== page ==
Part of the operations
of Zimplats “’ Zimbabwe’s
biggest platinum producer.
Harare, Zimbabwe —MININGREVIEW.COM — 31 January 2012 – The Chamber of Mines of Zimbabwe (CMZ) has warned the government against continuously hiking royalties, stressing that this could discourage investors and undermine the mining industry’s capacity to bankroll development projects.

“The Financial Gazette” explains that funding for government activities has remained far from adequate, and in order to open new avenues to bankroll its programmes, government has piled pressure on mines to remit more in taxes through multiple reforms, including increasing royalties.

In November, finance minister Tendai Biti said that starting in January 2012 the resource rent for gold would increase from 4.5% to 7% of gross revenue, while royalties for platinum would double to 10%.

But writing in the latest edition of the Chamber of Mines Journal, CMZ president Winston Chitando argued that while it was imperative for the industry to play a significant role in social development, it was important to strike a balance between ensuring that mines kept their operations afloat and that communities benefited from the industry’s operations.

“The mining industry is a price-taker," Chitando said. “It ensures profitability by restricting costs of production to a minimum. Over the last few years we have seen increases in royalties for precious metals, particularly gold and platinum,” he added.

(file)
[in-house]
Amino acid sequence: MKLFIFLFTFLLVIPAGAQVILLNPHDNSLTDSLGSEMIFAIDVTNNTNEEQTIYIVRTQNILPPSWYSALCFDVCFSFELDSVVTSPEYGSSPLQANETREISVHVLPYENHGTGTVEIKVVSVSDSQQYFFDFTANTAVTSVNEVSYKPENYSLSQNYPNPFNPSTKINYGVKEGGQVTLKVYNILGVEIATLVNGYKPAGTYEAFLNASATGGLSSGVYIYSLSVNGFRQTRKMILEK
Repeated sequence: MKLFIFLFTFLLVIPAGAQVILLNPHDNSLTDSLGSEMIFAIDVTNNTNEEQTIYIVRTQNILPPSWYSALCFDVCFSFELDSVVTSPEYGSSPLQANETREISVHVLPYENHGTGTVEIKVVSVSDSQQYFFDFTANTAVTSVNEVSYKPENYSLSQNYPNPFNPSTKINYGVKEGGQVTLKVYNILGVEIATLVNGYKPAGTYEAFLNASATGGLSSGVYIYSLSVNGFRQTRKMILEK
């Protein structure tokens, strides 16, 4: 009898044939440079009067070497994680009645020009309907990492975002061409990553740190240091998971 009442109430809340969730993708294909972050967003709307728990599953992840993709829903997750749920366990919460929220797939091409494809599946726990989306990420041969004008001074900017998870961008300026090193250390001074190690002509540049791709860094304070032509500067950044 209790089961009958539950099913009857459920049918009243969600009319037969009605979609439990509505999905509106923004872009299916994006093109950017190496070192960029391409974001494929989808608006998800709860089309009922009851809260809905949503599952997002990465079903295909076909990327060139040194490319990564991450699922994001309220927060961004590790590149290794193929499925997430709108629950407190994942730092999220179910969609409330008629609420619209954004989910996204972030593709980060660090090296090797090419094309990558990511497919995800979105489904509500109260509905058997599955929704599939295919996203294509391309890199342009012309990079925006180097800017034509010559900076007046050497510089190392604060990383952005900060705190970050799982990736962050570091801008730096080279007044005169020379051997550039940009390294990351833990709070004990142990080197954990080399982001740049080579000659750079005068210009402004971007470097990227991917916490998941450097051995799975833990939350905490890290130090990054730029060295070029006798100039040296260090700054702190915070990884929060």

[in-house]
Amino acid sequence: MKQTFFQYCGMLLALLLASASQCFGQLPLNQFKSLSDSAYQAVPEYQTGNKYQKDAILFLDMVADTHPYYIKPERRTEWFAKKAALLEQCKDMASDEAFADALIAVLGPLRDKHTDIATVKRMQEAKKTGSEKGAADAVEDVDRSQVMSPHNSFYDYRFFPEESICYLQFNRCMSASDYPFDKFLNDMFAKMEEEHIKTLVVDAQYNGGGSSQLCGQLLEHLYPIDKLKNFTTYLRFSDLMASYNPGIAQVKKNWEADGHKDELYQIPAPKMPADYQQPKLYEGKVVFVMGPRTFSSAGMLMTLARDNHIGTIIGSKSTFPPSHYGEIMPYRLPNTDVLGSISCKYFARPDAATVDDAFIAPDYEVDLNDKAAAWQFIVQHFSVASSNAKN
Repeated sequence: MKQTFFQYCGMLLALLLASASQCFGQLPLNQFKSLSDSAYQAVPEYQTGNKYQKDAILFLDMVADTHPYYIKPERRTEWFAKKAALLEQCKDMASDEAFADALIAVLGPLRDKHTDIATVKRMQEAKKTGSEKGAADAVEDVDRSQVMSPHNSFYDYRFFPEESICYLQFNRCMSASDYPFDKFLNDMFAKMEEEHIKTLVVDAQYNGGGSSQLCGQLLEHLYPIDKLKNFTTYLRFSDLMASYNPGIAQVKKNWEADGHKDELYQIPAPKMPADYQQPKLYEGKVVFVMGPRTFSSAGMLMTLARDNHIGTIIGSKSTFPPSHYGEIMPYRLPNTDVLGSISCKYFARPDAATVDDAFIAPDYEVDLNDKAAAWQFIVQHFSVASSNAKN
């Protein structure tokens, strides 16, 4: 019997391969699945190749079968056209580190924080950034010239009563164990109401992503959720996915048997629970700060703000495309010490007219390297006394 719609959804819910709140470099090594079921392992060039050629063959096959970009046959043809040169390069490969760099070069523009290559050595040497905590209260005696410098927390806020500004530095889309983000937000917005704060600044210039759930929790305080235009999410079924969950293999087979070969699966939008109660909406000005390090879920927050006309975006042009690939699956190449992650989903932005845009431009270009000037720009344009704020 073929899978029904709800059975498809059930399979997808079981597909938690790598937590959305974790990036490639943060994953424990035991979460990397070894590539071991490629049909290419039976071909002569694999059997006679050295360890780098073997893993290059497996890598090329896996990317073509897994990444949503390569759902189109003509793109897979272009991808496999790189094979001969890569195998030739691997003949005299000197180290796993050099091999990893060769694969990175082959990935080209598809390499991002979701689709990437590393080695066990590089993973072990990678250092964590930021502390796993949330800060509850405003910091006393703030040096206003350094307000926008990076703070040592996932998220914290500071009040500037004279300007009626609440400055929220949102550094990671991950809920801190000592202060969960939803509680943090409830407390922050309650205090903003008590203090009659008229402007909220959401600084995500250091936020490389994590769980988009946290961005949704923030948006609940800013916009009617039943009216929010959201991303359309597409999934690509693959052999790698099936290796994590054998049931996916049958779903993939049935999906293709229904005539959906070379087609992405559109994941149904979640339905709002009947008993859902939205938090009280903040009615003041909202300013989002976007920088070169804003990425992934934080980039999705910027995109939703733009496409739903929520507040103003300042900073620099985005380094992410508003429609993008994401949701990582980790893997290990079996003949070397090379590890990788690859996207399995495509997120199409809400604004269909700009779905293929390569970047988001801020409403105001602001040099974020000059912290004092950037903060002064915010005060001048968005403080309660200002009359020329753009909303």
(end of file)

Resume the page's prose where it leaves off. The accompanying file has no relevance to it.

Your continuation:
“Royalties, being a levy charged on gross revenues, is the first deduction made before cost of extraction and payment of other statutory obligations such as corporate tax. If these upfront payments are allowed to continue to increase, very little will be left between the unit price and the cost of production for distribution between government, communities and investors,” Chitando pointed out.

“In other parts of the world where mining is a key contributor to economic development, focus is placed on maximising the difference between unit cost of production and unit price. This convergence of interests ensures that every stakeholder maximises his or her share of the mining business. We see this model as important as it allows all stakeholders to work towards increasing the rent arising from mineral exploitation,” he added.

The Chamber of Mines Journal said the new taxation system would add to the nightmares that the industry had already been going through. “The latest changes to the resource taxation regime will certainly add more nightmares to the pains gold and platinum miners already have with recapitalisation,” said CMZ.

“In aggregate, the two sectors (gold and platinum) require US$4.2 billion in new capital to fund working capital as well as build production capacities mauled by 10 years of recession, which led to the closure of all but one gold mine by December 2008,” it stated.

"Some of the gold mines are still under care and maintenance three years into dollarisation and economic stabilisation, while only two of those that have reopened have tasted profitability since the fight to recover began in 2009,” the report added.